Half term is over. A couple of days and I’ll be back at work: refreshed, rejuvenated and raring to go.
The last few days before the break I was struggling. I had zero tolerance for rude teenagers (why is it so difficult to say please and thank you?). Parents were driving me crazy (yes, your son is being challenged enough, or at least he would be if he bothered to bring in a pen and open his book without me nagging him twenty times!). I was losing enthusiasm for my subject (I’m running out of different ways I can host a discussion on whether we have any sympathy for Caliban).
I was struggling so much that when my husband asked me the question: how was your day? I responded immediately with ‘Rubbish!’ and entered into a tirade of reasons why I was exhausted, fed up and needed a holiday. So hell bent was I on explaining the negatives of my work day, I neglected to tell him I’d been given an outstanding in my most recent observation and that my year 9 class had made me a valentines card to apologise for their previous bad behaviour with the message ‘we really do appreciate all your hard work’ – an act so sweet and unexpected it nearly made me cry in front of them (it didn’t though, and I still made them write an essay!). I just couldn’t focus on the positives.
Ultimately, I was just knackered…and missing my boy.
One week later and I am almost unrecognisable. 6 blissful days of quality family time has made all the difference. We haven’t done anything massively exciting – visited my parents, been to soft play, watched the Gruffalo on DVD, a trip to the park (more specifically Alexandra Palace, where I sat in a pub next to Kenneth Branagh – that was pretty exciting!) – but it’s been lovely, and even though it was interrupted by the inevitable boring day of exam marking, it was everything I hoped for when we first decided to have a family. I feel rested and happy.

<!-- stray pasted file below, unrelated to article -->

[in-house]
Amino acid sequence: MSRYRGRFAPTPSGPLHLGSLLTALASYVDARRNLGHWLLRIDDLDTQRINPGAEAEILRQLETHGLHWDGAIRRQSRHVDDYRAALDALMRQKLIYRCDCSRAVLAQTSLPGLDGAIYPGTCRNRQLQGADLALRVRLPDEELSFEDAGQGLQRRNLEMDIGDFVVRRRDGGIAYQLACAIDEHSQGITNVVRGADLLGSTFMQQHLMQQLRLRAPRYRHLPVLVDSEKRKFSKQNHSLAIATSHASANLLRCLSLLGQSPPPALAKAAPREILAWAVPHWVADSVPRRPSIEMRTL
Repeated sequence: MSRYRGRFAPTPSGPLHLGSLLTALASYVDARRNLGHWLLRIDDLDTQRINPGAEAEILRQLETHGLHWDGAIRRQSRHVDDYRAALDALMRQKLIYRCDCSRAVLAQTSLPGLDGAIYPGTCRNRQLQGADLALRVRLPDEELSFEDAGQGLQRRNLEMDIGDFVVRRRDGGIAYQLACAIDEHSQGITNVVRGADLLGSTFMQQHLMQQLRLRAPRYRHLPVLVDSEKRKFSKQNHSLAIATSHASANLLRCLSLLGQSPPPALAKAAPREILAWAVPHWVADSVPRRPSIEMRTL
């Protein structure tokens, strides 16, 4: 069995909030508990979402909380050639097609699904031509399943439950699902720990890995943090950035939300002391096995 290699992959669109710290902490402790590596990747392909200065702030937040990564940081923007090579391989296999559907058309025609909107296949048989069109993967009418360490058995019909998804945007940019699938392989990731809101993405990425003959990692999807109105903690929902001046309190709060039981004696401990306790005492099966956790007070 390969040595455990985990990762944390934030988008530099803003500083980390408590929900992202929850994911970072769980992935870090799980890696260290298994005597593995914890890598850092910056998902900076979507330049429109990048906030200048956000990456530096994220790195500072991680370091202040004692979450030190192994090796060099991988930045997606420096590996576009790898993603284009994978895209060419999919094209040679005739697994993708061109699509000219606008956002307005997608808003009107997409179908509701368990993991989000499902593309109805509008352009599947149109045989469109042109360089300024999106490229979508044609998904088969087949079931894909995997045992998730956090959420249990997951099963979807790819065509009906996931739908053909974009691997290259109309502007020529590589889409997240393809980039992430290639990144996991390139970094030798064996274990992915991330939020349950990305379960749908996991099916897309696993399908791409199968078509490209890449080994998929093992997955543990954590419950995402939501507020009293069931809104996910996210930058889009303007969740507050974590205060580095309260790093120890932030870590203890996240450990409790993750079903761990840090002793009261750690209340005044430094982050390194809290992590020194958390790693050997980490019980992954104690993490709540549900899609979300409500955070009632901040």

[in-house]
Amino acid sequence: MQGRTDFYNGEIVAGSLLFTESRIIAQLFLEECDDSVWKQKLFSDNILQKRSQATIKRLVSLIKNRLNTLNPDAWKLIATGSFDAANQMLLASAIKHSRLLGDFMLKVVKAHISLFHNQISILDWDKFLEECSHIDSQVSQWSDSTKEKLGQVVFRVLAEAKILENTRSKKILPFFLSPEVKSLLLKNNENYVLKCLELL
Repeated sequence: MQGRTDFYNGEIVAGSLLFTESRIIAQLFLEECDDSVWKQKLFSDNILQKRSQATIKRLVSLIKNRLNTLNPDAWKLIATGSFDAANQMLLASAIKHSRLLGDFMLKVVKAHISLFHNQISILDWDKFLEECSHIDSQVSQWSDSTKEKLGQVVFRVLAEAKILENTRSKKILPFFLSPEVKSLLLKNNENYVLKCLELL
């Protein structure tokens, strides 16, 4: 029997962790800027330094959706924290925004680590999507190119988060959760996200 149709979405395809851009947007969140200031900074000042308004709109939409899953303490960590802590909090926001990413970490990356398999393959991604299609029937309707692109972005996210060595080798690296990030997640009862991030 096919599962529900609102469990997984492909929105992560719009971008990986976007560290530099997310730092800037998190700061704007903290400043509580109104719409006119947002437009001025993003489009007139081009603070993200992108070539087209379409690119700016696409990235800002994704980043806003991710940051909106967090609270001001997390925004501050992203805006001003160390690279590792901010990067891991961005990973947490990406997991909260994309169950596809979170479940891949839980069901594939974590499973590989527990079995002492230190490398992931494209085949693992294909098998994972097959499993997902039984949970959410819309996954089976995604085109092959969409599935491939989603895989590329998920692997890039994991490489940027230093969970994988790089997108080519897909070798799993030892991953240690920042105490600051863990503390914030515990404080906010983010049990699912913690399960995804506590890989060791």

In the last week I feel like I’ve truly witnessed my little man growing up. His speech has come on leaps and bounds and there must be some link with how much more time I have to talk to him. Yesterday, after much procrastination and some quite frankly wimpy behaviour, he faced his fears and pushed himself down the slide for the first time. Before you know it, he won’t need me at all.
I don’t want to be a stay at home mum – despite appearances at times I love my job and want my son to see me as a strong, independent woman with interests of my own. Though I know my husband would never leave me high and dry, I need my own financial security. I need to know it’s there and it’s mine.
How do you leave work at work? How do I reach the stage where I can step through the door and focus 100% on my family? How can I make sure I never miss those tiny milestones? How can I switch off enough to make sure I notice that my son has started talking in his sleep, stifling a giggle as he rolls around at nap time muttering ‘Apple piiiiiiie’ with a look of pure satisfaction on his face.
As an English teacher, I use a lot of rhetorical questions, but this isn’t one of them.
How do you do it?